Macallan distillery review whisky and spectacle galore
Macallans new 140m distillery and visitor centre, by Richard Rogers and co, is a suitably subtle blend of hi-tech and theatre designed to put the beautiful business of whisky production centre stage
In 2014, Sothebys Hong Kong sold a bottle of whisky for US $628,000. It was, to be sure, big six litres and it came garnished with PR gush about the rich natural colour, complexity and sumptuous intensity of the rare Macallan malt it contained. It was meticulously crafted by 17 craftsmen of the French luxury glass company Lalique. Personally Id pay not to own this meretricious object, arbitrarily faceted like a Thames-side skyscraper, but the net proceeds of the auction went to charity, so it was all in a good cause.
Such is the power of a global luxury drinks brand, which was also manifested earlier this month when hundreds of cars descended on Macallans Speyside home in quest of the limited release of a 495 bottle of whisky. Some of them parked overnight. Police had to take control of what was reported to be chaos. Roads were closed. The internet flickered with grumbles from frustrated scotch lovers.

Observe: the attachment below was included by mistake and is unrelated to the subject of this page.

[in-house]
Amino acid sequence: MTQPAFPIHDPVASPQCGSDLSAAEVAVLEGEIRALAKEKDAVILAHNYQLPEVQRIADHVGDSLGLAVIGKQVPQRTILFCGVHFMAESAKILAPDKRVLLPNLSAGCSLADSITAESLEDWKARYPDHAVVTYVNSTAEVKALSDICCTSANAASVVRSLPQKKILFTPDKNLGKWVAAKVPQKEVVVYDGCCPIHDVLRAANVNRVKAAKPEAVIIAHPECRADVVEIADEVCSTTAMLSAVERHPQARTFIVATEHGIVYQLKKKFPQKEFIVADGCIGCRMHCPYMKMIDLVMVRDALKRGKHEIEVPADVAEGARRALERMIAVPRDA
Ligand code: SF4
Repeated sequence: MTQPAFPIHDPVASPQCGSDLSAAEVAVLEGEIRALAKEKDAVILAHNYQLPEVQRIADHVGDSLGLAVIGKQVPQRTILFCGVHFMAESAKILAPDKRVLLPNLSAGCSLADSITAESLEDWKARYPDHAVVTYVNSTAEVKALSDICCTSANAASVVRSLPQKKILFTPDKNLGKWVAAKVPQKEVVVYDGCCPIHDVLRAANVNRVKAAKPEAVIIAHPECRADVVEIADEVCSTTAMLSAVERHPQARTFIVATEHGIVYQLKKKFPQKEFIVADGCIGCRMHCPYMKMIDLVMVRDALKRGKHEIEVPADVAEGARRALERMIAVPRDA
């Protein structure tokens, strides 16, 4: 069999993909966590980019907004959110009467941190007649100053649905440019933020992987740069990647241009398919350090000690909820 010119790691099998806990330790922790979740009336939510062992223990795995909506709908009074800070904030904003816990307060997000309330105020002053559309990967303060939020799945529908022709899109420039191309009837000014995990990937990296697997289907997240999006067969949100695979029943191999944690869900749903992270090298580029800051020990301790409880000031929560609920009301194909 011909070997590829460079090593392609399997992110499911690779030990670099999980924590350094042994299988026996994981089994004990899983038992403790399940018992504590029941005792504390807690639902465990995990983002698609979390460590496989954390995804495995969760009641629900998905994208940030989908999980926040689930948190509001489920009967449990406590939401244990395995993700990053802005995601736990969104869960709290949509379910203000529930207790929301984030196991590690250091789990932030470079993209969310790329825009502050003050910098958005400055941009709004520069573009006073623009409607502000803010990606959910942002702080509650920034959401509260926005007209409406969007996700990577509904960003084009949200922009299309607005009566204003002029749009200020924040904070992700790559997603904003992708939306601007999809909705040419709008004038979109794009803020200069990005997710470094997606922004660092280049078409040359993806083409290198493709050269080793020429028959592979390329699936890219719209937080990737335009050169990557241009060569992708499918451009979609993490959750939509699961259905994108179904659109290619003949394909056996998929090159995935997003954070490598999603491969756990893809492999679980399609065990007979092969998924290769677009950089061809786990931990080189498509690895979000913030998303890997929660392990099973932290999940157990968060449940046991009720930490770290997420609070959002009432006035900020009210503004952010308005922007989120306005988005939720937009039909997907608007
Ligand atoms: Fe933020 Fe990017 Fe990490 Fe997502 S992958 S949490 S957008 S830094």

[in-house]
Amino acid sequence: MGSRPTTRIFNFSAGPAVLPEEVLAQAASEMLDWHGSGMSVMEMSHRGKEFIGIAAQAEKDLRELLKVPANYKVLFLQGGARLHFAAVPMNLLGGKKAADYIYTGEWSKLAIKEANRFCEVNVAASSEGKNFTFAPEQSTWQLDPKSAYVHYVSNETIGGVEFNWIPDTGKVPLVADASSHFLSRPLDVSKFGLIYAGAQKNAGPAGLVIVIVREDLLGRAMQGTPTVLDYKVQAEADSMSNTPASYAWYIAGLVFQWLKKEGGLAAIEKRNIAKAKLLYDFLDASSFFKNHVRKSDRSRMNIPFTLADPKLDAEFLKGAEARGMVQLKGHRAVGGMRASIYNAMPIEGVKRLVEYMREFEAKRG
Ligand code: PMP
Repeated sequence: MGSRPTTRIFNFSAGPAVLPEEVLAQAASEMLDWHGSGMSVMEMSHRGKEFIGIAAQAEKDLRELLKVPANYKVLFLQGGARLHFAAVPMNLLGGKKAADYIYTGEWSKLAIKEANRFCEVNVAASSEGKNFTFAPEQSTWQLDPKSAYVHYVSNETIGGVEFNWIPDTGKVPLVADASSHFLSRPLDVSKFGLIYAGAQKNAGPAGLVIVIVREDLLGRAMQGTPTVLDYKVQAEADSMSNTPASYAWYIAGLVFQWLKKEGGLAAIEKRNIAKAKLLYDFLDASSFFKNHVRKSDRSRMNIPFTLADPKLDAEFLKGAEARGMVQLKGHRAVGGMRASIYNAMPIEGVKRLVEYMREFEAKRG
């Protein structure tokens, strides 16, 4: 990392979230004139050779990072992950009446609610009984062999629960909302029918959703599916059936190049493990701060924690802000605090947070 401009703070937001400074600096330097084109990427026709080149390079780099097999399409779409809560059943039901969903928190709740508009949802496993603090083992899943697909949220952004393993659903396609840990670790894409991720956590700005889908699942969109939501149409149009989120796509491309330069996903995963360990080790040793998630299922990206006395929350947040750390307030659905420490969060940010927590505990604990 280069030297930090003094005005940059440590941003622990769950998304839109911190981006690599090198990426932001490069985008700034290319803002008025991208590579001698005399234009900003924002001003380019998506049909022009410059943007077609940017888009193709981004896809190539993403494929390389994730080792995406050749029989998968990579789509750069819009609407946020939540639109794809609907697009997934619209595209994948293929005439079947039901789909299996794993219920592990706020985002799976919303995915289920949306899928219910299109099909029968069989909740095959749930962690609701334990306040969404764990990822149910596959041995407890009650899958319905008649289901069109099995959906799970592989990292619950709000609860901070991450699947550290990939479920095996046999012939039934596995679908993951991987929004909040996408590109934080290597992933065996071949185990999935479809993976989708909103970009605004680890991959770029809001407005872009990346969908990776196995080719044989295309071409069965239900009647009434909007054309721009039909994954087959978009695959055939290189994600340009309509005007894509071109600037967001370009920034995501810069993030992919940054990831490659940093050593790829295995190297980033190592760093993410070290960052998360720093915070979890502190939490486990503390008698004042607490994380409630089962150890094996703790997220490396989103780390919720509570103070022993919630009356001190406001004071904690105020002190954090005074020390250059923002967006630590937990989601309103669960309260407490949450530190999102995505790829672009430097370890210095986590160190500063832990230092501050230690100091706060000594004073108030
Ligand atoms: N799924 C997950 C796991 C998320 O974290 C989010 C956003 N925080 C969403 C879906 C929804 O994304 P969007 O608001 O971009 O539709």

This power finds expression in architecture. From time to time, wineries and distilleries decide to invest their surplus value in buildings by famous architects and designers Santiago Calatrava and Frank Gehry in Rioja, Norman Foster for Chateau Margaux, Thomas Heatherwick for Bombay Sapphire gin. Macallan have now brought this concept to Scotland, with a new 140m distillery and visitor centre alongside their existing facility on a 158-hectare site that slopes down to the River Spey. It is designed by Rogers Stirk Harbour and Partners, the practice founded by Richard Rogers.